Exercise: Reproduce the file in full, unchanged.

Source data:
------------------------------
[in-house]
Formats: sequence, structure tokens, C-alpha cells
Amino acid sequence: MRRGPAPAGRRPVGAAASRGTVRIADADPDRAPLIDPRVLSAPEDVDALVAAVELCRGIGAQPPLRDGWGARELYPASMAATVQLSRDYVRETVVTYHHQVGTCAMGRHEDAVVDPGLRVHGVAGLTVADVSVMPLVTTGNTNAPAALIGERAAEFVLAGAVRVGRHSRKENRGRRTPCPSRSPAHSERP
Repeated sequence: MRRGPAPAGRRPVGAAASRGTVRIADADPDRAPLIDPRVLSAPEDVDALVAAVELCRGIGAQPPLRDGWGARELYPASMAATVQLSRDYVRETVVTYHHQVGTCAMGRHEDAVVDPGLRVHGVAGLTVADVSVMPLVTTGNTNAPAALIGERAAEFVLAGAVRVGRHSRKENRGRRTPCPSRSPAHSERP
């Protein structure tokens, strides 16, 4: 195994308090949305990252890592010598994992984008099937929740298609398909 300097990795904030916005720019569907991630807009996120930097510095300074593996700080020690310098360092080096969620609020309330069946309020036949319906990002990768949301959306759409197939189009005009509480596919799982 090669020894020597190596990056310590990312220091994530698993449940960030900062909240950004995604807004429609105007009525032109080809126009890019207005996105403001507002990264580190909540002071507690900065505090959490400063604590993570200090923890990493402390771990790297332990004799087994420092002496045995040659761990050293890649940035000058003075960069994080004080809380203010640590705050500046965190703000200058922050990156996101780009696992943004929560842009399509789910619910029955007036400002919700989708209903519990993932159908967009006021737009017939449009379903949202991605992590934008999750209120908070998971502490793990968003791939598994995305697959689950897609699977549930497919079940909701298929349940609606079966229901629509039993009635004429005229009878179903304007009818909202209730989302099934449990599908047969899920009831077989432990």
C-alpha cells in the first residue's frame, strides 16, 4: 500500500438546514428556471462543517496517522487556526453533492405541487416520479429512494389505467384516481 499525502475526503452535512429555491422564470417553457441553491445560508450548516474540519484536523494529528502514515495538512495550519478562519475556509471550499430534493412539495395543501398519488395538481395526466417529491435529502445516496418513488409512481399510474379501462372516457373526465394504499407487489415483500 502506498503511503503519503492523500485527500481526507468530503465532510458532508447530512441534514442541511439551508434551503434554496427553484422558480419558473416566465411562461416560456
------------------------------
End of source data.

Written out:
[in-house]
Formats: sequence, structure tokens, C-alpha cells
Amino acid sequence: MRRGPAPAGRRPVGAAASRGTVRIADADPDRAPLIDPRVLSAPEDVDALVAAVELCRGIGAQPPLRDGWGARELYPASMAATVQLSRDYVRETVVTYHHQVGTCAMGRHEDAVVDPGLRVHGVAGLTVADVSVMPLVTTGNTNAPAALIGERAAEFVLAGAVRVGRHSRKENRGRRTPCPSRSPAHSERP
Repeated sequence: MRRGPAPAGRRPVGAAASRGTVRIADADPDRAPLIDPRVLSAPEDVDALVAAVELCRGIGAQPPLRDGWGARELYPASMAATVQLSRDYVRETVVTYHHQVGTCAMGRHEDAVVDPGLRVHGVAGLTVADVSVMPLVTTGNTNAPAALIGERAAEFVLAGAVRVGRHSRKENRGRRTPCPSRSPAHSERP
């Protein structure tokens, strides 16, 4: 195994308090949305990252890592010598994992984008099937929740298609398909 300097990795904030916005720019569907991630807009996120930097510095300074593996700080020690310098360092080096969620609020309330069946309020036949319906990002990768949301959306759409197939189009005009509480596919799982 090669020894020597190596990056310590990312220091994530698993449940960030900062909240950004995604807004429609105007009525032109080809126009890019207005996105403001507002990264580190909540002071507690900065505090959490400063604590993570200090923890990493402390771990790297332990004799087994420092002496045995040659761990050293890649940035000058003075960069994080004080809380203010640590705050500046965190703000200058922050990156996101780009696992943004929560842009399509789910619910029955007036400002919700989708209903519990993932159908967009006021737009017939449009379903949202991605992590934008999750209120908070998971502490793990968003791939598994995305697959689950897609699977549930497919079940909701298929349940609606079966229901629509039993009635004429005229009878179903304007009818909202209730989302099934449990599908047969899920009831077989432990």
C-alpha cells in the first residue's frame, strides 16, 4: 500500500438546514428556471462543517496517522487556526453533492405541487416520479429512494389505467384516481 499525502475526503452535512429555491422564470417553457441553491445560508450548516474540519484536523494529528502514515495538512495550519478562519475556509471550499430534493412539495395543501398519488395538481395526466417529491435529502445516496418513488409512481399510474379501462372516457373526465394504499407487489415483500 502506498503511503503519503492523500485527500481526507468530503465532510458532508447530512441534514442541511439551508434551503434554496427553484422558480419558473416566465411562461416560456